Prep Baseball Report

In the Weeds: New England

By Shooter Hunt
National Crosschecker


In a new segment at the state level called, In the Weeds, PBR National Crosschecker, Shooter Hunt, takes a look at uncommitted players regardless of class whose skills and intangibles sometimes get missed in a showcase setting, but whose value to a good team at the next level is immeasurable. Some of the players included in this segment are under the radar, others have been overlooked, and some are late bloomers and fast-rising. Whatever the reason, our boots-on-the-ground scouting staff has identified many uncommitted prospects who can thrive with the right fit at some collegiate level. This week, In the Weeds, takes a look at some intriguing prospects out of New England. The winter months are cold, and spring baseball can be equally as cold while also being very wet, so the players of the region have a short amount of time to showcase their abilities. Because of this, many of the players in New England bloom a bit later than those of the south, and can slip through the recruiting cracks. The players in part one of a series on New England, showcase promise, and will have a chance to play at some level in college.


Aidan Park, 1B/RHP, Buckingham Browne & Nichols HS, MA, 2018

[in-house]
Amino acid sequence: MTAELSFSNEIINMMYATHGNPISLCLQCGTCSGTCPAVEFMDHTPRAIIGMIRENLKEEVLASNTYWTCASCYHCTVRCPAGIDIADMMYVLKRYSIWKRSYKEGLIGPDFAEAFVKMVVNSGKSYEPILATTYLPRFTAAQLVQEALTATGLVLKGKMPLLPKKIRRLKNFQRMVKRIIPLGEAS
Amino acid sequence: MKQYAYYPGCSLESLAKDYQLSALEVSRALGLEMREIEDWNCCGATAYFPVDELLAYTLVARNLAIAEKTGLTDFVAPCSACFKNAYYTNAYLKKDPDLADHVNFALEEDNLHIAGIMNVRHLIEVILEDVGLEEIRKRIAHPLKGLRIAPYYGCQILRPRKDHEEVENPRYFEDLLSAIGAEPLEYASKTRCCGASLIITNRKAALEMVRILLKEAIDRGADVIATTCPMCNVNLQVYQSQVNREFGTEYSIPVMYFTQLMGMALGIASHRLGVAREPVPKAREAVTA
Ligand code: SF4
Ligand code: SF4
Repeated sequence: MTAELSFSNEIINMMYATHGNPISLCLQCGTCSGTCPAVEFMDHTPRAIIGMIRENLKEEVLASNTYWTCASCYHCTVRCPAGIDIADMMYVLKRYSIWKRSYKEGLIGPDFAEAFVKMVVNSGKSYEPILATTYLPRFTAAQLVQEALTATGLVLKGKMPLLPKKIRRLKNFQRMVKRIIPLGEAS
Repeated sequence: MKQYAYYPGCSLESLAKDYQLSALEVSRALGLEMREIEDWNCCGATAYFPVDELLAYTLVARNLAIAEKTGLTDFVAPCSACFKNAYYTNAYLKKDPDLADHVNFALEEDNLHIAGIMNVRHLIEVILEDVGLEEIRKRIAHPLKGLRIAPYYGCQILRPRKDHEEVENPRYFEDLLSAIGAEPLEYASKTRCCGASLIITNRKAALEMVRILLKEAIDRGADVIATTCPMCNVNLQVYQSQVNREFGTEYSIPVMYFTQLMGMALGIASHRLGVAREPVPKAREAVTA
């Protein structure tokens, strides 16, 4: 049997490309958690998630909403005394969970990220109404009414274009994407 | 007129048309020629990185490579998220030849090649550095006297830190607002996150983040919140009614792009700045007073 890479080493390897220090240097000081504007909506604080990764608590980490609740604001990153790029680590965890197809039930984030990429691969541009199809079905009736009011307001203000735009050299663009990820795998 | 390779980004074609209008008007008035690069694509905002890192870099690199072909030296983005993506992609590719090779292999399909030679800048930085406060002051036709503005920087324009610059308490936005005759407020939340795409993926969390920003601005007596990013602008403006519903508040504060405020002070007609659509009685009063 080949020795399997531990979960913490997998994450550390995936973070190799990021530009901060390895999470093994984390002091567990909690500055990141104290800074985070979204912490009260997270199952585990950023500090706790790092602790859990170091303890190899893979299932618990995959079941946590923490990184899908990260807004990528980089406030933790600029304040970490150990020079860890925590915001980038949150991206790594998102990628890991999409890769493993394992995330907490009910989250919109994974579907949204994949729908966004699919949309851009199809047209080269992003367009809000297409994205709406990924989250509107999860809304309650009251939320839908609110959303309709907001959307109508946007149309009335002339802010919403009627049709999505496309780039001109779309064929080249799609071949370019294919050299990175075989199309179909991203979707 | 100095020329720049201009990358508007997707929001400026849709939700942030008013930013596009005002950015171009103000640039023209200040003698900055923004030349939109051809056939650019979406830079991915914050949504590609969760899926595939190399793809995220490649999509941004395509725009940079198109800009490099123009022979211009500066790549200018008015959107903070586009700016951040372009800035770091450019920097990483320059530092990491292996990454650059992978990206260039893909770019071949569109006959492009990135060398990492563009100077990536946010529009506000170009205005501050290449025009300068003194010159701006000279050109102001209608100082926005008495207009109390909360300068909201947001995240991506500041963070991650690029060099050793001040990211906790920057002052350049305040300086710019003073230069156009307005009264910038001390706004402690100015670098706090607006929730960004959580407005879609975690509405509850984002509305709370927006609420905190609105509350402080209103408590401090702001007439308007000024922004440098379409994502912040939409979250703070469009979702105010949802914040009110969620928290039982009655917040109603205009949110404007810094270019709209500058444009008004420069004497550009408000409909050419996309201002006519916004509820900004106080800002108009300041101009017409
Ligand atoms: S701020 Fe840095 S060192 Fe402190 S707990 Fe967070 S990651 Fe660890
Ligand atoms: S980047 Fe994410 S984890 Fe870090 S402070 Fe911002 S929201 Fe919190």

Park is a big, physical 6-foot-5, 235-pound left-handed hitting first baseman who will have a chance to be a two-way player at some level as he also shows natural ability on the mound. With an exit velocity of 101 mph, Park is, already, impacting baseballs, and has present pull side power that only stands to get better as he adds strength. At the plate, Park showcases a natural rhythm that allows him to control the barrel through the zone with excellent balance. Starting square with his hands held at his shoulder with his back elbow high, Park utilizes a leg kick that initiates downward hand movement before striding out long. At times, Park drifts forward with his long stride, seeming to lunge, but his advanced hands are able to make up for it as they quickly work through the zone on a level plane. In the field, he is a bit stiffer, but shows signs of being more than adequate at first base, and should develop even more as he grows into his large frame. On the mound, Park sat 82-84 with his fastball at a PBR New England event in early March with arm side run as he steps across his body before delivering out of a tough ¾ slot. While his arm is not super whippy, it does show some strength, and he showed control of the fastball down in the zone. Park also features a curveball at 69-70 and changeup at 77-78 that are current average pitches that he shows feel for. A highly academic student, Park has been, relatively, unknown to this point outside of New England, but with his frame, and the possibility of securing a power-hitting left-handed bat and serviceable pitcher, recruiter’s all over the country should take notice.



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